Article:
Having failed to persuade the committee, Ajahn Tiradhammo resorted to branch stacking at the AGM held on June 12. He secretly organized for a number of new people to come expressly to support him, and coached them before the meeting, hoping to make them members of a new committee. However, on a technicality they were not able to become voting members for the AGM and the previous committee was largely re-elected.

(Curiously enough, a similar manouver was attempted by the notorious New Kadampa Tradition (NKT) at an AGM of the Australian Sangha Association a few years ago. On the eve of the AGM we got a flood of membership applications from every NKT member in Australia. Under the ASA constitution, however, the NKT members do not have a recognized ordination, so are legally unable to become members.)

Accounts of the meeting are highly emotional. Many people present were very upset by the way this was done, and what they saw as the open manipulation of democratic processes happening in their Dhamma hall.

A strong letter of complaint has been sent to Ajahn Tiradhammo and several of the western WPP Ajahns. There have been allegations that the proposed revision is illegal under New Zealand trust law. It remains to be seen what the outcome will be.

What exactly is going on here? The rules of Wat Pa Pong remain: discrimination against women and submission to the authority of the Ajahns. Since the majority of devotees reject these principles, they have been kept secret as far as possible; however this is no longer possible. The only way to ensure survival is to gain absolute power over the considerable wealth and property invested in the monasteries.

We shouldn’t be surprised. The Ajahns have been telling us these things for years. Equality, democracy, rights: according to the clear, often repeated, and explicit teachings of senior Wat Pa Pong Ajahns, these things are alien, ‘Western’ values irrelevant to the Dhamma and of no value for liberation. What we are now seeing is simply these principles put into practice.

WPP faces a choice. Will they continue to endorse these principles? Or will they begin the difficult process of reflection and change?

There is a storm coming, make no mistake. Maybe not this year, maybe not next, but it will come. The senior teachers are passing away, and so the spiritual center of gravity that has held the Wat Pa Pong tradition together is dissipating. There are those within WPP who believe that discrimination against women and submission to the authority of the Ajahns are the heart of the Buddhist monastic tradition. And there are those within WPP who believe that these are corruptions that defile the true Buddhist tradition.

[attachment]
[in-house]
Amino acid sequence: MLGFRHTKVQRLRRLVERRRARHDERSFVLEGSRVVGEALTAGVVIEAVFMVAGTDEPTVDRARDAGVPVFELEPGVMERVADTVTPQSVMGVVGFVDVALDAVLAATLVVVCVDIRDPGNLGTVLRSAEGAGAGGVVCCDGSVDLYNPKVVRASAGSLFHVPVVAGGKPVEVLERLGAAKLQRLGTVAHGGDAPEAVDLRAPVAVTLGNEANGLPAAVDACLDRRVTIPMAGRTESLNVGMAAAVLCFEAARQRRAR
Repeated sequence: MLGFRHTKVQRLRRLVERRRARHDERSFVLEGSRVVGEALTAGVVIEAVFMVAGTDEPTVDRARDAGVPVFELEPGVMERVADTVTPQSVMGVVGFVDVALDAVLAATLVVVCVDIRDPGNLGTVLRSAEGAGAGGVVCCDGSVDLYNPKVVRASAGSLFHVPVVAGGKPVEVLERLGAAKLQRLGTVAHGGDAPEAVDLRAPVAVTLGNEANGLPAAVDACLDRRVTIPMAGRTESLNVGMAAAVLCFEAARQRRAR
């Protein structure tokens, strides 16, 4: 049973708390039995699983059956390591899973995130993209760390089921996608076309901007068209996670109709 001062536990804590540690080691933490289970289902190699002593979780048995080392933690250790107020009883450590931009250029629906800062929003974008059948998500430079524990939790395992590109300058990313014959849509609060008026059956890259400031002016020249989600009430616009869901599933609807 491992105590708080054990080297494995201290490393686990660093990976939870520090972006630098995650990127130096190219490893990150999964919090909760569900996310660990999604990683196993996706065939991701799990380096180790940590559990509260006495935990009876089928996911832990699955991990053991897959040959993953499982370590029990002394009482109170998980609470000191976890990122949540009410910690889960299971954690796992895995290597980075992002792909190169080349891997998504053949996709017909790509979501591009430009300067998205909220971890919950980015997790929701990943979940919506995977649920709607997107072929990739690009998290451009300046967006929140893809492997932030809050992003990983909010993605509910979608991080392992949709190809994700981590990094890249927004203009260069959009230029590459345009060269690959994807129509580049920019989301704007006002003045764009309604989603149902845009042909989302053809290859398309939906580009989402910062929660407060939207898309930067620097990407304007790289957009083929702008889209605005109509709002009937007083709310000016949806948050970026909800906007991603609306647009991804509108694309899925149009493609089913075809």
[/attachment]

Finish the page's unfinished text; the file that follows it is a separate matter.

Can these very different viewpoints be reconciled? Of course! There’s no great secret: recognize the problem, accept that it needs to be overcome, and work with commitment to overcome it. Since even the first of these is a long way off, however, I’m not holding my breath.

One by one, each of the Wat Pa Pong branch monasteries will have to decide where it stands. Whether it is to be an instrument of Thai Buddhist colonialism, or a source of spiritual vitality in its own land. The moral question is a no-brainer. The hard part is how to make it work.

Luang Ta Maha Bua passes away

This sad news was published in the Thai Nation today.

Highly revered monk Luangta Maha Bua Yanasampanno passed away early Sunday. He was 98 years old.
His followers at Wat Pa Ban Tad in Udon Thani said the abbot of the temple died at 3:53 am.
Luangta Maha Bua was born Bua Lohitdee on August 12, 1913 in Ban Tad, Udon Thani’s Mak Khaeng district to a well-to-do farming family and had 15 siblings. At the age of 20, he was ordained as a monk on May 12, 1934, at Wat Yothanimit, according to the Thai tradition for his parents’ merit.

Luangta Maha Bua, who was a student of much-respected Luangpu Man Phurithatto, is renowned for leading many fund-raising events for charitable causes and helping to restore the country’s national reserves after they were depleted in the “Tom Yam Gung” financial crisis in 1997-98.

Luang Ta Maha Bua was one of the great monks, indeed great human beings, of the last century, and his passing away signals the end of an era. He has said for years that people should not mourn his death, as he has long gone beyond rebirth. Fierce and funny, profound and unique, he was a true original. May he rest in Nibbbana!

Thai/Lao monastic education

Here’s a review of Justin Thomas McDaniel’s Gathering Leaves and Lifting Words, a study of monastic education in northern Thailand and Laos. The book looks fascinating, but even from the review you can get a sense of the nuanced, changing, and variable situation in monastery education throughout these regions. Unfortunately the review doesn’t give any indication as to what is actually in the manuscripts discussed, apart from the fact that some of them draw on the Dhammapada. But it does shed a little more light on the evolving shape of Thai/Lao Buddhism in the colonial era, dispelling the anti-historical illusion of a consistent, standardized, constant form of “Thai Buddhism” which has been the same way “since the beginning”.